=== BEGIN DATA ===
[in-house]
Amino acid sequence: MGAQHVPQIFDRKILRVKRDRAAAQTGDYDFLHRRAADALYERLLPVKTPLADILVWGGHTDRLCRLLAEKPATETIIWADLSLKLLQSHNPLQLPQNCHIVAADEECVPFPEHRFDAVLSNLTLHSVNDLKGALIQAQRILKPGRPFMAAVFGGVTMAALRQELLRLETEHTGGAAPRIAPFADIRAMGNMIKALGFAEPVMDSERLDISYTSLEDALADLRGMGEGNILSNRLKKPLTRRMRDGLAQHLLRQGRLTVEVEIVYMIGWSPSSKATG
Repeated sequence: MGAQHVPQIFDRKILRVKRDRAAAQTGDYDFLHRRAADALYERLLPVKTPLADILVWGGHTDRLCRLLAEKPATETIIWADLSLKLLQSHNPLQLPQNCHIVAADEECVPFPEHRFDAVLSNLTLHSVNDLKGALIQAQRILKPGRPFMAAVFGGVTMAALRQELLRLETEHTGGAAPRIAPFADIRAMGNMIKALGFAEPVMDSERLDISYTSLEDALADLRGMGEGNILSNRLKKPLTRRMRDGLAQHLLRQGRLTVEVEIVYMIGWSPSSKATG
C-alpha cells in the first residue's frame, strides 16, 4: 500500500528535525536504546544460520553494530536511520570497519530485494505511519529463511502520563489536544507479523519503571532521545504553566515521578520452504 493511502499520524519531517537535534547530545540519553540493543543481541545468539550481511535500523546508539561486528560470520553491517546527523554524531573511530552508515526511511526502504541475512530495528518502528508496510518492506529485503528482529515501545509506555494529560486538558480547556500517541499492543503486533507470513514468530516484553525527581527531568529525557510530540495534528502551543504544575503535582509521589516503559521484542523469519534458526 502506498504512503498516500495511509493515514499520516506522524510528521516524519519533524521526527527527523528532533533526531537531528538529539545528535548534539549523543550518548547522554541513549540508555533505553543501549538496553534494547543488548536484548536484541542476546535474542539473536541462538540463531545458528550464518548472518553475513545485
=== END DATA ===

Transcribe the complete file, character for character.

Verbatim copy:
[in-house]
Amino acid sequence: MGAQHVPQIFDRKILRVKRDRAAAQTGDYDFLHRRAADALYERLLPVKTPLADILVWGGHTDRLCRLLAEKPATETIIWADLSLKLLQSHNPLQLPQNCHIVAADEECVPFPEHRFDAVLSNLTLHSVNDLKGALIQAQRILKPGRPFMAAVFGGVTMAALRQELLRLETEHTGGAAPRIAPFADIRAMGNMIKALGFAEPVMDSERLDISYTSLEDALADLRGMGEGNILSNRLKKPLTRRMRDGLAQHLLRQGRLTVEVEIVYMIGWSPSSKATG
Repeated sequence: MGAQHVPQIFDRKILRVKRDRAAAQTGDYDFLHRRAADALYERLLPVKTPLADILVWGGHTDRLCRLLAEKPATETIIWADLSLKLLQSHNPLQLPQNCHIVAADEECVPFPEHRFDAVLSNLTLHSVNDLKGALIQAQRILKPGRPFMAAVFGGVTMAALRQELLRLETEHTGGAAPRIAPFADIRAMGNMIKALGFAEPVMDSERLDISYTSLEDALADLRGMGEGNILSNRLKKPLTRRMRDGLAQHLLRQGRLTVEVEIVYMIGWSPSSKATG
C-alpha cells in the first residue's frame, strides 16, 4: 500500500528535525536504546544460520553494530536511520570497519530485494505511519529463511502520563489536544507479523519503571532521545504553566515521578520452504 493511502499520524519531517537535534547530545540519553540493543543481541545468539550481511535500523546508539561486528560470520553491517546527523554524531573511530552508515526511511526502504541475512530495528518502528508496510518492506529485503528482529515501545509506555494529560486538558480547556500517541499492543503486533507470513514468530516484553525527581527531568529525557510530540495534528502551543504544575503535582509521589516503559521484542523469519534458526 502506498504512503498516500495511509493515514499520516506522524510528521516524519519533524521526527527527523528532533533526531537531528538529539545528535548534539549523543550518548547522554541513549540508555533505553543501549538496553534494547543488548536484548536484541542476546535474542539473536541462538540463531545458528550464518548472518553475513545485